Last September, Nike began a new advertising campaign featuring Colin Kaepernick. As we noted then: “The controversial use of Kaepernick is widely supported by some customers. Yet, it has resulted in footwear and apparel burning by others. What do YOU think?” The results of that campaign turned to a social media and sales success. On Sunday during the Oscars(r) telecast, Nike pushes the envelope again. This time, it promotes women and has a Serena Williams voice over.

Please keep in mind that last week started off in a very stressful way for Nike. Why? Ad Age reports that:

“Nike Inc. is looking into what went wrong after college basketball’s biggest star sprained his knee when his shoe fell apart, one of the most high-profile apparel failures in basketball history. Duke University star freshman Zion Williamson, the consensus No. 1 pick in this year’s National Basketball Association draft, tumbled to the court less than 35 seconds into last night’s loss to in-state rival North Carolina.”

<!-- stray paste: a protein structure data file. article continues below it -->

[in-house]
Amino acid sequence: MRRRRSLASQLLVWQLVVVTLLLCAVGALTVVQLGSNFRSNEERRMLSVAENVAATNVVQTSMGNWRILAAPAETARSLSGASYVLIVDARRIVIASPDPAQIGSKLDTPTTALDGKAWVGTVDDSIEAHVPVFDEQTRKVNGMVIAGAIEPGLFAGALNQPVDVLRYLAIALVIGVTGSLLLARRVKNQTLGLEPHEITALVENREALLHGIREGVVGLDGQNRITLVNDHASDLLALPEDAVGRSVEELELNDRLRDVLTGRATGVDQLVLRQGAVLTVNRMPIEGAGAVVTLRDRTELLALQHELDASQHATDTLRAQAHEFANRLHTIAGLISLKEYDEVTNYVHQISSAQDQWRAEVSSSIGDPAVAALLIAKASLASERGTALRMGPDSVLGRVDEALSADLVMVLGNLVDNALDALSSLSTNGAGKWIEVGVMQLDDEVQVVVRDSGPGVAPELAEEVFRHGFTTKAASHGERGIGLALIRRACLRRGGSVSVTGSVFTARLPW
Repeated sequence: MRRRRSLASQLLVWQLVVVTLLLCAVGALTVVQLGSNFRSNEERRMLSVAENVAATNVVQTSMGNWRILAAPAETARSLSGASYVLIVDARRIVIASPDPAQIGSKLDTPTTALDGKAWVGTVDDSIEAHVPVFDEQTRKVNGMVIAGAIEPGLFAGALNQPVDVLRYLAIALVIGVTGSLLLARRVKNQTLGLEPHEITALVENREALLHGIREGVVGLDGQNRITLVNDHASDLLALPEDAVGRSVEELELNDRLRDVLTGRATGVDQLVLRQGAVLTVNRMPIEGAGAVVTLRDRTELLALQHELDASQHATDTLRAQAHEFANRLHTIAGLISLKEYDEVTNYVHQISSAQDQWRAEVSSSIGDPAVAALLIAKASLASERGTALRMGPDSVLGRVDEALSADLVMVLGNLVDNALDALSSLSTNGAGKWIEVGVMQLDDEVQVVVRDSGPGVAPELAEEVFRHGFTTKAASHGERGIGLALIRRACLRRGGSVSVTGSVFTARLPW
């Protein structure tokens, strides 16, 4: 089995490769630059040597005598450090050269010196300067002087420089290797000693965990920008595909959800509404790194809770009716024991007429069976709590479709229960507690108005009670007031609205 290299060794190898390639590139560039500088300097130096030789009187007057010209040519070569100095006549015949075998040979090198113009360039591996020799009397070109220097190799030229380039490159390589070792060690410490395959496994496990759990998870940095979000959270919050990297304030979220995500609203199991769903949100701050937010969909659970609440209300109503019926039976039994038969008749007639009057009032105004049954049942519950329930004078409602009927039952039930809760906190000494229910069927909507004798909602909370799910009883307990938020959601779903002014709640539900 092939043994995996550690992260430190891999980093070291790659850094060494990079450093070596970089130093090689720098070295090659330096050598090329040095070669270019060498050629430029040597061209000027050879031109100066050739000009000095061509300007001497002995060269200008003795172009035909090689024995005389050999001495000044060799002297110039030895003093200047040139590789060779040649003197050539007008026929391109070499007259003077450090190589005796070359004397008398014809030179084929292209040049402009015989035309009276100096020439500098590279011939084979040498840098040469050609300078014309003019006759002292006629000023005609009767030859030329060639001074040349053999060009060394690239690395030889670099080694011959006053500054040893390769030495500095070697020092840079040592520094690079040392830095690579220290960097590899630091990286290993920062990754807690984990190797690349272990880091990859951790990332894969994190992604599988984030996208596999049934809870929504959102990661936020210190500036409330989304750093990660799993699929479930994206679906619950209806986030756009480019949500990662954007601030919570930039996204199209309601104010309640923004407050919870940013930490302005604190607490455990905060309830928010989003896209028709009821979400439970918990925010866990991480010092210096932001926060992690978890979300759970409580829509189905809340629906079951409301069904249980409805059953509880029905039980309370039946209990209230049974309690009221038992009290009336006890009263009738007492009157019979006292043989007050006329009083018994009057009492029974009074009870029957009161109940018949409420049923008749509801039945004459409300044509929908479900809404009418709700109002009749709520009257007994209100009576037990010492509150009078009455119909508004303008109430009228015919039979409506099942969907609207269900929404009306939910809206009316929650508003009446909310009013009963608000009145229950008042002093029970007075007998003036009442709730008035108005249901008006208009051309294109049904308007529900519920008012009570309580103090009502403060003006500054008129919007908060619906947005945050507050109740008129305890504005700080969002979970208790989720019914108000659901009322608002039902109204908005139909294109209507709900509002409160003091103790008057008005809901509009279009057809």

Nike Pushes the Envelope Again
Credit: ESPN

Thankfully for Nike, the Sunday Oscars(r) video drew much more attention.


“Dream Crazier”: Nike Pushes the Envelope Again

After decades of paying little attention to women’s athletics, in recent years, Nike and others have stepped up their efforts. Nike’s new “Dream Crazier” ad campaign has two goals. One, to empower women to ignore existing societal stereotypes. And two, to encourage women to participate in sports.

Here is the ad, followed by an Ad Age commentary. Note: In less than one day, the YouTube version of the ad scored about 5.5 million views.



“The new spot, narrated by Serena Williams, is called “Dream Crazier.” Nike blasted the message to its NikePlus members via E-mail on Sunday afternoon, with the spot scheduled to run during the Oscars that evening. In the clip, Williams speaks about the head-shaking dismissiveness female athletes regularly endure — many of those who have broken barriers in sports have been called ‘crazy.'”

“‘If we show emotion, we’re called dramatic. If we want to play against men, we’re nuts,’ she says. And Williams notes other words such as ‘delusional,’ ‘unhinged,’ ‘hysterical,’ and ‘irrational.’ Williams concludes the commercial with, ‘So if they want to call you crazy, fine. Show them what crazy can do.’ Text then appears on the screen, ‘It’s only crazy until you do it. Just do it.'”


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